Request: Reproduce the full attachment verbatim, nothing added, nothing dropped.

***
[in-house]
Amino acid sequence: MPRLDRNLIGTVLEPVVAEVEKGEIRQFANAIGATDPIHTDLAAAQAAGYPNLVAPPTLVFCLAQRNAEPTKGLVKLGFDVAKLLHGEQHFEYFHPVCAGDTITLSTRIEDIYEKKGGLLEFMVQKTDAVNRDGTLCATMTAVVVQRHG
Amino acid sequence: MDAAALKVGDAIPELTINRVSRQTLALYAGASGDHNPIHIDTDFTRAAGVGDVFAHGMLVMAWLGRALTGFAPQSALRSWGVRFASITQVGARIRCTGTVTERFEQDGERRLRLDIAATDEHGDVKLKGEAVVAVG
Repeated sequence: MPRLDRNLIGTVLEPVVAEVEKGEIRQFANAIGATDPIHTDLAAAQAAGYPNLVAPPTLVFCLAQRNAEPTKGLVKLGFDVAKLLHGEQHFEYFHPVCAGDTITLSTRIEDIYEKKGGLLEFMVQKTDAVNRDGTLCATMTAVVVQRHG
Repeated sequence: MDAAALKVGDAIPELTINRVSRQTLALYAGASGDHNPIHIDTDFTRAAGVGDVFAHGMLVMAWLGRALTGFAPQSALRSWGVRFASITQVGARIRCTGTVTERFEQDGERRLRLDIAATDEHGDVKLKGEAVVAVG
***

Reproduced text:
[in-house]
Amino acid sequence: MPRLDRNLIGTVLEPVVAEVEKGEIRQFANAIGATDPIHTDLAAAQAAGYPNLVAPPTLVFCLAQRNAEPTKGLVKLGFDVAKLLHGEQHFEYFHPVCAGDTITLSTRIEDIYEKKGGLLEFMVQKTDAVNRDGTLCATMTAVVVQRHG
Amino acid sequence: MDAAALKVGDAIPELTINRVSRQTLALYAGASGDHNPIHIDTDFTRAAGVGDVFAHGMLVMAWLGRALTGFAPQSALRSWGVRFASITQVGARIRCTGTVTERFEQDGERRLRLDIAATDEHGDVKLKGEAVVAVG
Repeated sequence: MPRLDRNLIGTVLEPVVAEVEKGEIRQFANAIGATDPIHTDLAAAQAAGYPNLVAPPTLVFCLAQRNAEPTKGLVKLGFDVAKLLHGEQHFEYFHPVCAGDTITLSTRIEDIYEKKGGLLEFMVQKTDAVNRDGTLCATMTAVVVQRHG
Repeated sequence: MDAAALKVGDAIPELTINRVSRQTLALYAGASGDHNPIHIDTDFTRAAGVGDVFAHGMLVMAWLGRALTGFAPQSALRSWGVRFASITQVGARIRCTGTVTERFEQDGERRLRLDIAATDEHGDVKLKGEAVVAVG